In 1950, RCA Victor began issuing vinyl LPs (originally introduced by Columbia Records in 1948), because they were losing artists and sales due to the company's resistance to adopting the new format.In 1954, RCA Victor began experimenting with stereophonic recording. The first RCA Victor "Stereo Orthophonic" reel to reel tapes were issued in 1955. When stereo LP records first appeared in 1958, RCA Victor introduced their highly regarded "Living Stereo" recordings. During this period RCA was consistently seen as producing some of the finest-sounding recordings then available.
In 1968, RCA introduced a modern logo, de-emphasized the Victor name and "His Master's Voice" trademarks, and the label was now known as "RCA Red Seal". In 1976, RCA restored the "His Master's Voice" trademark to most of its record labels, including the Red Seal label. After General Electric absorbed the RCA Corporation in 1986 and sold its interest in RCA Records to the Bertelsmann Music Group, the Victor name was revived so the label once again became "RCA Victor Red Seal" for several years before eventually de-emphasizing the Victor and "His Master's Voice" trademarks again, and reverting to "RCA Red Seal" in the early 2000s due to the worldwide fragmented ownership of the "His Master's Voice" trademark.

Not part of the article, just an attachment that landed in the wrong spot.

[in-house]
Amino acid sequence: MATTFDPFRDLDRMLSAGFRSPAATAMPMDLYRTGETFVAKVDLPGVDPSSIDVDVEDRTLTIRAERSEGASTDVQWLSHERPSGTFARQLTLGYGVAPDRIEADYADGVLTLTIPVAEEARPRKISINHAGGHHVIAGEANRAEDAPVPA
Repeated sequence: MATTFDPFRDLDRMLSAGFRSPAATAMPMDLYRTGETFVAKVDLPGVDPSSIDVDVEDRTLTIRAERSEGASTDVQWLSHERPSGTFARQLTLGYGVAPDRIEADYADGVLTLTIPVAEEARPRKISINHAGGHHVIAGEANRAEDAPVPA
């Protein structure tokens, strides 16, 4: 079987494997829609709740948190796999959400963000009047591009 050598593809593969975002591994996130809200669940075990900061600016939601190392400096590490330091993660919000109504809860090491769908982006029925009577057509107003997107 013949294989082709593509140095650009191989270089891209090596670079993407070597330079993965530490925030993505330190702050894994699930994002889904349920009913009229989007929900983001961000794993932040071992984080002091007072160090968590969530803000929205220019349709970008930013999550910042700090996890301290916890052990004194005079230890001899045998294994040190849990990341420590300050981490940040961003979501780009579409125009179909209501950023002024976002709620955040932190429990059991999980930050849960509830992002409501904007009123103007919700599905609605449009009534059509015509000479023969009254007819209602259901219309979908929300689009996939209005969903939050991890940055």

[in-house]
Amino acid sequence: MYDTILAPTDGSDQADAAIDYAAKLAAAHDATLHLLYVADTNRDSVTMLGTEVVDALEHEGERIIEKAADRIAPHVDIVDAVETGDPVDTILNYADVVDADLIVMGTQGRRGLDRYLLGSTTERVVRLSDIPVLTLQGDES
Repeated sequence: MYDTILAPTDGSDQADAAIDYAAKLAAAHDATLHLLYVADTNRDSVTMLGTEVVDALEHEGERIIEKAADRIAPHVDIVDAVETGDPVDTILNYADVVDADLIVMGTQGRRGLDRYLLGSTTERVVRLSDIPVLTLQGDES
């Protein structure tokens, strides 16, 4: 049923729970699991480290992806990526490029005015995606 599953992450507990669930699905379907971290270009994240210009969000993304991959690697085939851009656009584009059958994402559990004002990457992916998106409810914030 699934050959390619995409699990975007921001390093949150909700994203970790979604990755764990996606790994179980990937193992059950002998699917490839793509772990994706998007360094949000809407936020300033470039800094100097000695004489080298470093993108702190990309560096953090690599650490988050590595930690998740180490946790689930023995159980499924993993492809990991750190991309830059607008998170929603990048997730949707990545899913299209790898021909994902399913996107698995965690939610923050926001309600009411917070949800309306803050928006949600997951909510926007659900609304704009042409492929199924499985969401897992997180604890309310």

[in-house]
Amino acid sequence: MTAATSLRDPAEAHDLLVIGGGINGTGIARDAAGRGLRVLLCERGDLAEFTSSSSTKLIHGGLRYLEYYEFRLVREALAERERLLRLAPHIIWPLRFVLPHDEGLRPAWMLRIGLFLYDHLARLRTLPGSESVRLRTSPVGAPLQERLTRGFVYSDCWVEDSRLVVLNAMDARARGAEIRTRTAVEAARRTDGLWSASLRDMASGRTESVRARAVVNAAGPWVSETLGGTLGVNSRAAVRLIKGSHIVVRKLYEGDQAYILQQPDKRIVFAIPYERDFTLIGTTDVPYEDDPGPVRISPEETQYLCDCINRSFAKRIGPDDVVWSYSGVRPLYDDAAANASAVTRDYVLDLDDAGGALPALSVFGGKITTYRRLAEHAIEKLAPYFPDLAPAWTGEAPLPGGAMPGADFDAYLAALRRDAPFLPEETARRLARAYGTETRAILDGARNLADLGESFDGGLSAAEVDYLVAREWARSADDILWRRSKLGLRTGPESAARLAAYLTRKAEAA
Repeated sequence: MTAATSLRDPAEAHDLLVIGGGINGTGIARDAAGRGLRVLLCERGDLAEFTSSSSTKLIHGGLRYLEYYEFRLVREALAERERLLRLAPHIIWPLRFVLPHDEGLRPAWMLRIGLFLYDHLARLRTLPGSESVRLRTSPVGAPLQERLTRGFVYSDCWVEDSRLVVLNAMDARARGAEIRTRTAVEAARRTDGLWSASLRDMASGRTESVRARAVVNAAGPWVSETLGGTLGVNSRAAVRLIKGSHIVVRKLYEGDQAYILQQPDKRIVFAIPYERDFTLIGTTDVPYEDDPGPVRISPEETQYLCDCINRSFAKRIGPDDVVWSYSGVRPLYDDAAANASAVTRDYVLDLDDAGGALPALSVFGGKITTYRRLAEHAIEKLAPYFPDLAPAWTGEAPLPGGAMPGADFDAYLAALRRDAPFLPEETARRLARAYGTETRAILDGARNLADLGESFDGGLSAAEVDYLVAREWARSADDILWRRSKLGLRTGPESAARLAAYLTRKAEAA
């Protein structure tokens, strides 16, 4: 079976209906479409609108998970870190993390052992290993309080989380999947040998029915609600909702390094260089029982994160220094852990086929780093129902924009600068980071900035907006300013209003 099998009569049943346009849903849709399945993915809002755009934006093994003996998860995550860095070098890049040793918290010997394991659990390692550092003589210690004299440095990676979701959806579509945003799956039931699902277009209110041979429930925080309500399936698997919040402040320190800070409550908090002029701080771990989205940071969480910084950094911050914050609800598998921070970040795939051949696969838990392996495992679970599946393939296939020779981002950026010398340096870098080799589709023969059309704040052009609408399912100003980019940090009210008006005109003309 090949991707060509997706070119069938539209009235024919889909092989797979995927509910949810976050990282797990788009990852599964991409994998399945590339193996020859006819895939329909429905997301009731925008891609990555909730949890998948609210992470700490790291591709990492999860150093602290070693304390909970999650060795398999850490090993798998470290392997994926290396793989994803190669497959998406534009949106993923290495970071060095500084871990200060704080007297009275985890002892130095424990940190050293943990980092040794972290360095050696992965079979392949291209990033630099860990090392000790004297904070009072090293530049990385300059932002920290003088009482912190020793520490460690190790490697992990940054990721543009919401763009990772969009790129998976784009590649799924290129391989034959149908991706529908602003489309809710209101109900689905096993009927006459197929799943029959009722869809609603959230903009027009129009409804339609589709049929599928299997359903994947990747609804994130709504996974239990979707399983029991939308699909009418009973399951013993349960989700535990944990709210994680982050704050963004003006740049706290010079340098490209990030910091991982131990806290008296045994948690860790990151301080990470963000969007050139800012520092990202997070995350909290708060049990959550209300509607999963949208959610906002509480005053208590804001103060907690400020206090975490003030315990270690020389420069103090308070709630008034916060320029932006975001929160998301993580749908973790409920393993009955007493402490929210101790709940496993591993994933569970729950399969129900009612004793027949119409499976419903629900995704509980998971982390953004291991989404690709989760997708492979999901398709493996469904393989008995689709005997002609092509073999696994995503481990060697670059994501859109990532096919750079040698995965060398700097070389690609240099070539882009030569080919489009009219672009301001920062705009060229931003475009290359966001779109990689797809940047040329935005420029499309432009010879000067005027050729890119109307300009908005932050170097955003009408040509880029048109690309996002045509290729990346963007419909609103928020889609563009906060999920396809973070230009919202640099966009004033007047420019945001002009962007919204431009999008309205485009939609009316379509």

The following instrumentalists, vocalists, conductors and orchestras have all made recordings issued on the Red Seal label. Several recordings were made for other overseas record companies but were distributed in the United States and Canada on the Red Seal label. Many of these artists have also recorded or may be currently recording for other record labels.